The Top 7 Ways Grand Theft Auto III changed the face of gaming

A look back at the single most influential game of the ‘00s

2. It popularized seamless hybrids of driving and on-foot action

For many gamers, GTA III introduced the entire concept of an open world where any vehicle was yours for the taking. Of course, there’s a hint in the game’s title that it wasn’t actually the first time this type of gameplay existed, but even aside from the earlier GTAs, DMA Design (the developer that became Rockstar North) had toyed with the concept in Space Station Silicon Valley (where you didn’t hijack vehicles so much as you possessed robotic creatures) and Body Harvest, which came awfully close to being a prototype for GTA III’s 3D sandbox. Because nobody but the most studious gamers knows what the hell those games even are, however, we have to tip our hat to the original hooker-beater for ushering in the era of run, drive, shoot.

GTA III made “sandbox” a gaming term, and it couldn’t have done it without the interwoven on-foot and on-wheels action. You can’t just plod around a city on foot, after all, so unlike other, more standard action games of the time (which frequently featured distinct vehicle missions separate from the “real” action), GTA III gave players freeform motion. This opened up all kinds of tactical possibilities, like running over enemies, picking a heavy vehicle for increased survivability, and parking your car for impromptu cover.

Above: Getting shot in the back is less of a concern when there's a car behind you to soak up bullets

With driving being such a major part of the game, GTA III couldn’t simply knock out a single physics model and copy-paste it onto all the cars. It needed different behaviors, providing variety and choice – more often than not, specific cars would be better suited to specific missions. In the years since, countless other sandbox games have followed a similar approach, and seamless use of a variety of vehicles has also bled over into less free-form games, like Warhawk, Pursuit Force and the Battlefield series. Even games with no jackable cars, like InFamous and Prototype, probably wouldn’t have developed their sprinting/super jumps/gliding/grinding/parkour without GTA III first showing that to have a truly sprawling world, you need special mechanics for getting around in a hurry. The result is a whole genre of action games in which half the fun isn’t the “action” itself, but the journey along the way.

1. It turned open-world games into a real genre

When GTA III hit, open-world games weren’t really a new thing, but they were relatively rare. PC RPGs like the Elder Scrolls series and Ultima had been giving players absolute freedom for years, and MMOs like EverQuest were setting players loose in huge, detailed 3D worlds. And as we pointed out in the last entry, there were GTA, GTA 2 and Body Harvest, although their 2D presentation and/or obscurity kept them from becoming huge breakout hits.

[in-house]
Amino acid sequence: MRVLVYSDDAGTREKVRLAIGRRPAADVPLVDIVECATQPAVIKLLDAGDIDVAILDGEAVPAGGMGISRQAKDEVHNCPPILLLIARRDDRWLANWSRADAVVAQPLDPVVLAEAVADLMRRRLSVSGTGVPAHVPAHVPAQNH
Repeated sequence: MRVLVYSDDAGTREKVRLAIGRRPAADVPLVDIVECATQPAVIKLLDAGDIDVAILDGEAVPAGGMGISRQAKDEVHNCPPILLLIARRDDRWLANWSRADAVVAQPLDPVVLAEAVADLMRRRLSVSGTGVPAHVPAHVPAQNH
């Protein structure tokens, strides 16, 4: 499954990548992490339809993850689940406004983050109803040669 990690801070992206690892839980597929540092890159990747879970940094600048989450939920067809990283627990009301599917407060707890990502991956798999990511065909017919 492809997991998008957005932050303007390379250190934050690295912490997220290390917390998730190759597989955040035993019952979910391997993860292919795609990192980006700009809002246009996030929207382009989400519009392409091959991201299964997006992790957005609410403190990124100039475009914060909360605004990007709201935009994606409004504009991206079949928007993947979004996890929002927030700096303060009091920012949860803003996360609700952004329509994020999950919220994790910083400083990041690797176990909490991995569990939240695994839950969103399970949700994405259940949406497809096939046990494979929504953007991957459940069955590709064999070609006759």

Above: Body Harvest was GTA III crossed with Earth Defense Force, before either of those things existed. Yeah, you missed out

None of those games, however, managed to create worlds that were quite as vivid and interesting as GTA III’s – or quite as destructible. The freedom to explore sprawling fantasy worlds was one thing, but being able to go apeshit in a convincing, mostly consequence-free clockwork city was quite another.

For some, the result was an unfocused mashup of different game types that didn’t really appeal. But for so many more, GTA III was nothing less than the fulfillment of a promise games had been making for years: a big, open dream world in which we could do whatever the hell we wanted, whenever we wanted to do it, no matter how insane or destructive it might be. It was the world on our own terms, and it was a watershed moment that made open-world sandbox games a genre unto themselves.

Above: For better or (cough) worse

Oh, sure, the initial attempts weren’t much more than (frequently disappointing) knockoffs of GTA’s formula. Gradually, however, sandbox gaming grew and evolved past its criminal origins. Games like Spider-Man 2, Jak II and Mercenaries: Playground of Destruction proved that open worlds could be much more than venal opportunities for joyriding and pedestrian-smashing (although, more often than not, there was plenty of that, too). More recently, series like Assassin’s Creed, Dead Rising, Just Cause, Crackdown and InFamous have refined the genre into something exhilarating, giving players true, complete freedom of movement and lots of room to experiment.

Above: Nothing that led to this existing could possibly be bad

It’s not an approach that works for everyone, of course, but GTA III broke important new ground, and gamers who like to freely explore, experiment with game worlds and generally just tear shit up with no clear agenda owe it a huge debt.

Oct 17, 2011

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